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Eliciting Short Responses: How and Why


What transforms lectures into lessons learnt? Participation, perhaps. Small twists such as inviting students to provide short-written responses would allow for personalized learning in many ways, as suggested by Professor David Carless, Associate Dean (Learning and Teaching) in the Faculty of Education, and Dr. David Pomfret, Chairperson of the Department of History. They gave a seminar on this subject on December 1st, 2015.

In Dr. Pomfret’s history class, students were prompted to write short responses to one question each time. For example,
· “What nation do you think you belong to? Why?”
· “Which do you think is more valuable – history in history books or history in movies?”

These questions invite personal participation and reflection, and are associated with issues to be addressed in the next class, where a summary of the graded responses would be presented by way of a springboard for discussions. The rewards of such a practice are manifold: it enables students to quickly connect learning materials with their personal experiences; and their participation keeps them motivated throughout the semester. Teachers may also gauge common prior knowledge (or misconceptions, sometimes) among students in a timely manner through students’ submissions. In other words, short-written responses facilitate closing the feedback loop in learning.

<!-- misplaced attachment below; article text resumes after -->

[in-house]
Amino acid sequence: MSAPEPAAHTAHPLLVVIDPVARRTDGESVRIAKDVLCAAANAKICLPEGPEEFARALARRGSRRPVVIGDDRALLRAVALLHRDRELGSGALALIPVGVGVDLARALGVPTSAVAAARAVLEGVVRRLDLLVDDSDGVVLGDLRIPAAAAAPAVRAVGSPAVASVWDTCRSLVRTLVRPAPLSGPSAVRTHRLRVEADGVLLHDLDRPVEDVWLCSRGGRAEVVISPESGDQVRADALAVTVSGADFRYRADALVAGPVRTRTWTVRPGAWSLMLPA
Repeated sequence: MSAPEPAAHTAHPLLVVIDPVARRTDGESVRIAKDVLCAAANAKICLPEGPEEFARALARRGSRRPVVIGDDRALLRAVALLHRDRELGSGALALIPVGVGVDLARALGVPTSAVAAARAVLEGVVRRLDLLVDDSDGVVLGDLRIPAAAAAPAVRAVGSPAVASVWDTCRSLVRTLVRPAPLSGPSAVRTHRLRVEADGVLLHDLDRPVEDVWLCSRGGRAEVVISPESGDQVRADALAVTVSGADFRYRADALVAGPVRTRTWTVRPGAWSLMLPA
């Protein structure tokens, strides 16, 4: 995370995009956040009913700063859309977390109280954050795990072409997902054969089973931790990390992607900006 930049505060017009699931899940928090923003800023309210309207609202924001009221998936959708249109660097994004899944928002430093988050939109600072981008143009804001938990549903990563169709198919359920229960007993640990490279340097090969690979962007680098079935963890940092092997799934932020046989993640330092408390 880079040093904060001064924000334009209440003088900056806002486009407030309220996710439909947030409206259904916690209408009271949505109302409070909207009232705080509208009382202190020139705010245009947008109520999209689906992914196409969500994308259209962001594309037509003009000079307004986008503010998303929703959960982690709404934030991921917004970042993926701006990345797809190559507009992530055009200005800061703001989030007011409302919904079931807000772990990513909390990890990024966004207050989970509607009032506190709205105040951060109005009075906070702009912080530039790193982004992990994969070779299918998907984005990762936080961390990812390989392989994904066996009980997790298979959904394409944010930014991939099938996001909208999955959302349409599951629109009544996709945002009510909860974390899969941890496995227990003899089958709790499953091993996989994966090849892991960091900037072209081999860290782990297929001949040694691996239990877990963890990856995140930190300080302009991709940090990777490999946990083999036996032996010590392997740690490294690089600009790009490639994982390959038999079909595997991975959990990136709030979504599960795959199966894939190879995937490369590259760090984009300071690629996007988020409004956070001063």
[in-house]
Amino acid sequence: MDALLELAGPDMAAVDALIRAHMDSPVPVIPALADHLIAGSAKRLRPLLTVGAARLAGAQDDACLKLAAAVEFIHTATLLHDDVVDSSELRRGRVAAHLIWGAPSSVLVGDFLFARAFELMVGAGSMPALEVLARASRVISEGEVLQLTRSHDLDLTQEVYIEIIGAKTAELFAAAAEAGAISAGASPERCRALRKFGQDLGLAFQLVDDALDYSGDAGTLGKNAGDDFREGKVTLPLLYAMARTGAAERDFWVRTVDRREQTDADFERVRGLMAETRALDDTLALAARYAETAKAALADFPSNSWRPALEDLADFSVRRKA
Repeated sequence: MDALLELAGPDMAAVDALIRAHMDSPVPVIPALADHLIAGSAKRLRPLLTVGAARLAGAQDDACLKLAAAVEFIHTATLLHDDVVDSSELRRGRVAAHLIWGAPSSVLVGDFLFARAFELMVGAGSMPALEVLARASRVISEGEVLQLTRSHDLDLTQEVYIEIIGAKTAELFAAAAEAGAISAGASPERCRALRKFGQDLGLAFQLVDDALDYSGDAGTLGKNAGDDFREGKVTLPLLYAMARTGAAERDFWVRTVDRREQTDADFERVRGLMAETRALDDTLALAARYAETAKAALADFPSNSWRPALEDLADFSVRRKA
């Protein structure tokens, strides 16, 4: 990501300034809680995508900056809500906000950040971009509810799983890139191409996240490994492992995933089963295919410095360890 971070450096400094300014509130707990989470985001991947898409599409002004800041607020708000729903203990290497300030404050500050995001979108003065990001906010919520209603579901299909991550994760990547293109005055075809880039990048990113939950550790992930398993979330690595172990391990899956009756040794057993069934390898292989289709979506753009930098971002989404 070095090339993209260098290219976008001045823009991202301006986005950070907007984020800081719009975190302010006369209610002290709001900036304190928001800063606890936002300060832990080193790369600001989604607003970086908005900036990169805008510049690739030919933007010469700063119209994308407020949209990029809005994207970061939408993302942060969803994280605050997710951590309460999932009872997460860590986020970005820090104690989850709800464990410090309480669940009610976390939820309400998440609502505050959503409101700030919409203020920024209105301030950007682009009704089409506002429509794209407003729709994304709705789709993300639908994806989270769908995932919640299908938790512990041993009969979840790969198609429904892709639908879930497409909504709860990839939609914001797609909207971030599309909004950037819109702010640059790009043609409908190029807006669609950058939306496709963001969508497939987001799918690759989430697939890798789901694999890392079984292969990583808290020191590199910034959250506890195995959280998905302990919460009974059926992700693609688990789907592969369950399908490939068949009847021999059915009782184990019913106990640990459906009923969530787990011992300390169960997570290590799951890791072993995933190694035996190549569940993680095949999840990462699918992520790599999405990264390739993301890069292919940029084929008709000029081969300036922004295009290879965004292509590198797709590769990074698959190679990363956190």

At the seminar, some teachers suggested inviting students to post their responses on online platforms such as Moodle as it is much faster, and allows everyone in class to view their peers’ submissions. That’s certainly one quick and easily doable way. However, if the teacher would like to have anonymous feedback, an audience response tool such as Mentimeter might serve the purpose better. Would you like to give it a try?

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